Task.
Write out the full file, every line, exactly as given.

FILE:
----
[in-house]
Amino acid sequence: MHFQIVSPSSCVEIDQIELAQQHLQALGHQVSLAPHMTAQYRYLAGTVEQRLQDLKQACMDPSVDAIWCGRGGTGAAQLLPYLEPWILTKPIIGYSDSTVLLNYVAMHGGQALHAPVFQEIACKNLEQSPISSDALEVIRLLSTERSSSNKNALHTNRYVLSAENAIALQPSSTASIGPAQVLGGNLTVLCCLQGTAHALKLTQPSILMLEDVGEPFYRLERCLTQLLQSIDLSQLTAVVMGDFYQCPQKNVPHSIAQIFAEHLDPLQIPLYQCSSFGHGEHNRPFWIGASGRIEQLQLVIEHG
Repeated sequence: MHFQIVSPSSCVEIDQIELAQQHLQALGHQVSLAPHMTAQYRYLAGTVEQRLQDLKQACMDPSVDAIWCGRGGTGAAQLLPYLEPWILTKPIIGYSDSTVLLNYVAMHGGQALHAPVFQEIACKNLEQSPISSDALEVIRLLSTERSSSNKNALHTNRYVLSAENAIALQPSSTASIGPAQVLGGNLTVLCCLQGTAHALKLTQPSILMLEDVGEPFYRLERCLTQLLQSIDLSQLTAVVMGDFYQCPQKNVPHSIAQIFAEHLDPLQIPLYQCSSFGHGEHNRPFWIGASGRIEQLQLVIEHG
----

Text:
[in-house]
Amino acid sequence: MHFQIVSPSSCVEIDQIELAQQHLQALGHQVSLAPHMTAQYRYLAGTVEQRLQDLKQACMDPSVDAIWCGRGGTGAAQLLPYLEPWILTKPIIGYSDSTVLLNYVAMHGGQALHAPVFQEIACKNLEQSPISSDALEVIRLLSTERSSSNKNALHTNRYVLSAENAIALQPSSTASIGPAQVLGGNLTVLCCLQGTAHALKLTQPSILMLEDVGEPFYRLERCLTQLLQSIDLSQLTAVVMGDFYQCPQKNVPHSIAQIFAEHLDPLQIPLYQCSSFGHGEHNRPFWIGASGRIEQLQLVIEHG
Repeated sequence: MHFQIVSPSSCVEIDQIELAQQHLQALGHQVSLAPHMTAQYRYLAGTVEQRLQDLKQACMDPSVDAIWCGRGGTGAAQLLPYLEPWILTKPIIGYSDSTVLLNYVAMHGGQALHAPVFQEIACKNLEQSPISSDALEVIRLLSTERSSSNKNALHTNRYVLSAENAIALQPSSTASIGPAQVLGGNLTVLCCLQGTAHALKLTQPSILMLEDVGEPFYRLERCLTQLLQSIDLSQLTAVVMGDFYQCPQKNVPHSIAQIFAEHLDPLQIPLYQCSSFGHGEHNRPFWIGASGRIEQLQLVIEHG